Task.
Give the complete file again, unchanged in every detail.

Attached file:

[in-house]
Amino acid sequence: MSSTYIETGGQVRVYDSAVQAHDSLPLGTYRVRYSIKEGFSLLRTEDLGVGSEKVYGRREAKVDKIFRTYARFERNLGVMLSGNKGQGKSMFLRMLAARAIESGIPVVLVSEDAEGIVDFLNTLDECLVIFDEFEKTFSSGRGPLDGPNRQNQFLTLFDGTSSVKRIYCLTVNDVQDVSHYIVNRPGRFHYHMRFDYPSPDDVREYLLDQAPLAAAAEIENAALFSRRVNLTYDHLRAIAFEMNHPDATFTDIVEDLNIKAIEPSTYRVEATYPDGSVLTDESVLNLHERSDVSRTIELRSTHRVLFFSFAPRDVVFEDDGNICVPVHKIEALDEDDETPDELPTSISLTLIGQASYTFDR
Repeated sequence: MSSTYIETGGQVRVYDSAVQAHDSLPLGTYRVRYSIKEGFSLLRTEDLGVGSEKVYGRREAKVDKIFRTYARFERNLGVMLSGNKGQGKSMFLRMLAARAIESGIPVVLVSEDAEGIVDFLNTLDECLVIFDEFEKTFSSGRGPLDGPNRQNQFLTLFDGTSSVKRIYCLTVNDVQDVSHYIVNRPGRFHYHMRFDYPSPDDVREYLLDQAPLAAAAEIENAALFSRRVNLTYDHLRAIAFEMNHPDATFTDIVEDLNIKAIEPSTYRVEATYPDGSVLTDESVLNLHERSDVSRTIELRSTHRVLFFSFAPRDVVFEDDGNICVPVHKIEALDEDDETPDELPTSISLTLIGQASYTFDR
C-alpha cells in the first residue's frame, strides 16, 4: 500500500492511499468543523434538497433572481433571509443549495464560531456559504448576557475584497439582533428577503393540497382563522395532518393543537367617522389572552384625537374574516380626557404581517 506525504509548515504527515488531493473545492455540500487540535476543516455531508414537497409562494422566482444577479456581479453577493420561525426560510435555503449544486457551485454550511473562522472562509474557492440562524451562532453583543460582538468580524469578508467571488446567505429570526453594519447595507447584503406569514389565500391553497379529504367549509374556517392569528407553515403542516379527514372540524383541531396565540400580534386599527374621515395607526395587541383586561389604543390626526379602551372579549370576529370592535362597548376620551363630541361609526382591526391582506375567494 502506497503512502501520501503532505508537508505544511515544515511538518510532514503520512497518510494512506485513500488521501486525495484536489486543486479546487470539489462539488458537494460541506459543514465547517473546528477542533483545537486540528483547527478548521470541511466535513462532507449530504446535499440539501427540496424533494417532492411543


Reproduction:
[in-house]
Amino acid sequence: MSSTYIETGGQVRVYDSAVQAHDSLPLGTYRVRYSIKEGFSLLRTEDLGVGSEKVYGRREAKVDKIFRTYARFERNLGVMLSGNKGQGKSMFLRMLAARAIESGIPVVLVSEDAEGIVDFLNTLDECLVIFDEFEKTFSSGRGPLDGPNRQNQFLTLFDGTSSVKRIYCLTVNDVQDVSHYIVNRPGRFHYHMRFDYPSPDDVREYLLDQAPLAAAAEIENAALFSRRVNLTYDHLRAIAFEMNHPDATFTDIVEDLNIKAIEPSTYRVEATYPDGSVLTDESVLNLHERSDVSRTIELRSTHRVLFFSFAPRDVVFEDDGNICVPVHKIEALDEDDETPDELPTSISLTLIGQASYTFDR
Repeated sequence: MSSTYIETGGQVRVYDSAVQAHDSLPLGTYRVRYSIKEGFSLLRTEDLGVGSEKVYGRREAKVDKIFRTYARFERNLGVMLSGNKGQGKSMFLRMLAARAIESGIPVVLVSEDAEGIVDFLNTLDECLVIFDEFEKTFSSGRGPLDGPNRQNQFLTLFDGTSSVKRIYCLTVNDVQDVSHYIVNRPGRFHYHMRFDYPSPDDVREYLLDQAPLAAAAEIENAALFSRRVNLTYDHLRAIAFEMNHPDATFTDIVEDLNIKAIEPSTYRVEATYPDGSVLTDESVLNLHERSDVSRTIELRSTHRVLFFSFAPRDVVFEDDGNICVPVHKIEALDEDDETPDELPTSISLTLIGQASYTFDR
C-alpha cells in the first residue's frame, strides 16, 4: 500500500492511499468543523434538497433572481433571509443549495464560531456559504448576557475584497439582533428577503393540497382563522395532518393543537367617522389572552384625537374574516380626557404581517 506525504509548515504527515488531493473545492455540500487540535476543516455531508414537497409562494422566482444577479456581479453577493420561525426560510435555503449544486457551485454550511473562522472562509474557492440562524451562532453583543460582538468580524469578508467571488446567505429570526453594519447595507447584503406569514389565500391553497379529504367549509374556517392569528407553515403542516379527514372540524383541531396565540400580534386599527374621515395607526395587541383586561389604543390626526379602551372579549370576529370592535362597548376620551363630541361609526382591526391582506375567494 502506497503512502501520501503532505508537508505544511515544515511538518510532514503520512497518510494512506485513500488521501486525495484536489486543486479546487470539489462539488458537494460541506459543514465547517473546528477542533483545537486540528483547527478548521470541511466535513462532507449530504446535499440539501427540496424533494417532492411543